Supreme Audit Institutions: Supremely Superfluous? A Cross Country Assessment
This is the first study that assesses the economic effects of supreme audit institutions (SAIs) on a cross country basis. Drawing on two distinct sources (a survey carried out by the International Organization of the SAIs in the early 90ies and an OECD/World Bank Survey of Budget Practices and Procedures carried out in 2003), the effects of SAIs on three groups of economic variables are estimated, namely on (1) fiscal policy, on (2) government effectiveness, and on (3) productivity. On the basis of up to 40 countries, differences in the independence, the mandate, the implementation record, and the organizational model of the SAIs do not seem to have any clear-cut effect on any of the three groups of dependent variables. There is only one exception: perceived levels of corruption (an aspect of government effectiveness) are significantly higher if the SAI is structured along the court model of auditing. Although in isolation the number of observations appears to be quite low, we argue that the results are unlikely to significantly change if the number of observations is increased for two reasons: the two surveys cover different sets of countries and the individual significance levels are usually extremely low indicating that the structure of SAIs could, indeed, be completely superfluous for the effectiveness of these organizations. Classification-H1, H3, H5, H8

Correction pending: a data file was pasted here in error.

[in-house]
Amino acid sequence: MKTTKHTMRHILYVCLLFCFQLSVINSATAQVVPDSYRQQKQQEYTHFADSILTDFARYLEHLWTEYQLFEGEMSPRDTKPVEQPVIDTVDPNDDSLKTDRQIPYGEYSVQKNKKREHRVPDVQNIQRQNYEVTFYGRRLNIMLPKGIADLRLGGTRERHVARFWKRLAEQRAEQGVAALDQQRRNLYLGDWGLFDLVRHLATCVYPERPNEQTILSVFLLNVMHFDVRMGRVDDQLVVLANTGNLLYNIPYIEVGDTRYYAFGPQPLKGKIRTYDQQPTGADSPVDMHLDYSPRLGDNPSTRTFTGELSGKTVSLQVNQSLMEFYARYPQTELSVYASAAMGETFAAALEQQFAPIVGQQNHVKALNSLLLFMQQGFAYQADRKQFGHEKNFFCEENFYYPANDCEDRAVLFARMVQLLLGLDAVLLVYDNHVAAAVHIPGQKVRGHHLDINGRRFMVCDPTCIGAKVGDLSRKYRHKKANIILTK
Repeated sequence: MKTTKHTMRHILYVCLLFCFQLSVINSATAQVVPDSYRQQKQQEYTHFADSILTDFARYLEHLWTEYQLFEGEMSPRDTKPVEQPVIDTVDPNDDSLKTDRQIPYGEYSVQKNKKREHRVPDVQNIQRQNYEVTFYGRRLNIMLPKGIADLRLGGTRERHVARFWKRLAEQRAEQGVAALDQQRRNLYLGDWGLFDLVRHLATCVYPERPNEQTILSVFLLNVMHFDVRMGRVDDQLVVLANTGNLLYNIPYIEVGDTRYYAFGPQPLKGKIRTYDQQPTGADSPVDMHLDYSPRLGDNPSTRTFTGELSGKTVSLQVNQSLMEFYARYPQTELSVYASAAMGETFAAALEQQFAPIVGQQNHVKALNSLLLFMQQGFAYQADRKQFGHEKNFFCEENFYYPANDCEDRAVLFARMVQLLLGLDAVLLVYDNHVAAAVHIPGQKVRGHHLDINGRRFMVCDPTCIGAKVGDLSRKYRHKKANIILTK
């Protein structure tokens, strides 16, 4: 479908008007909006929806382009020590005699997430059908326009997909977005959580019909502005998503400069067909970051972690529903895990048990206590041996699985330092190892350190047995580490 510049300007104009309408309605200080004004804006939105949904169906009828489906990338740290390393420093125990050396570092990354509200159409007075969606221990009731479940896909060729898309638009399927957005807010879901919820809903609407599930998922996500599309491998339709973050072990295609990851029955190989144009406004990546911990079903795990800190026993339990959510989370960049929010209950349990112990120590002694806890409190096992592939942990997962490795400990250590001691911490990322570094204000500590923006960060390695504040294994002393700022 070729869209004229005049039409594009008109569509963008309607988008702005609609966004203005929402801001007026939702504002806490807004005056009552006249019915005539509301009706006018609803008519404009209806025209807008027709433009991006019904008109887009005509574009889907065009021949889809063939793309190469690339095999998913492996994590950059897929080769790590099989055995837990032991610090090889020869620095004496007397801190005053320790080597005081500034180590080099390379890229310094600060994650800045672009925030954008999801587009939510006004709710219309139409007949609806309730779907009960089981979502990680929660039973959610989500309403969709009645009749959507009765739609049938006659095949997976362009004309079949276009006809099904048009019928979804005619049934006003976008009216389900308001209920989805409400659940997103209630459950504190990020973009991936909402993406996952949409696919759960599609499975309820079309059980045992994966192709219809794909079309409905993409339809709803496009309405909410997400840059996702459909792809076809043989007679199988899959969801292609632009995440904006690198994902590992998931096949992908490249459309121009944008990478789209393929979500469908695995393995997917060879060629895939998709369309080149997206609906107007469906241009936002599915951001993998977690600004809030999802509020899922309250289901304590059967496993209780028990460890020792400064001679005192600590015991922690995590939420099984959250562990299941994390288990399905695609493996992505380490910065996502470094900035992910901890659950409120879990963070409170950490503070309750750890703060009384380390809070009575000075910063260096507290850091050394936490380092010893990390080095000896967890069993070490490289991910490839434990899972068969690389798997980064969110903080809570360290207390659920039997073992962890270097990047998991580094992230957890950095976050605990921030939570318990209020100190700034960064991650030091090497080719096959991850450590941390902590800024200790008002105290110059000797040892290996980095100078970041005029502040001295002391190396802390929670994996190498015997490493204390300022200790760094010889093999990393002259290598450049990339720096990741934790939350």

|Date of creation:||Mar 2007|
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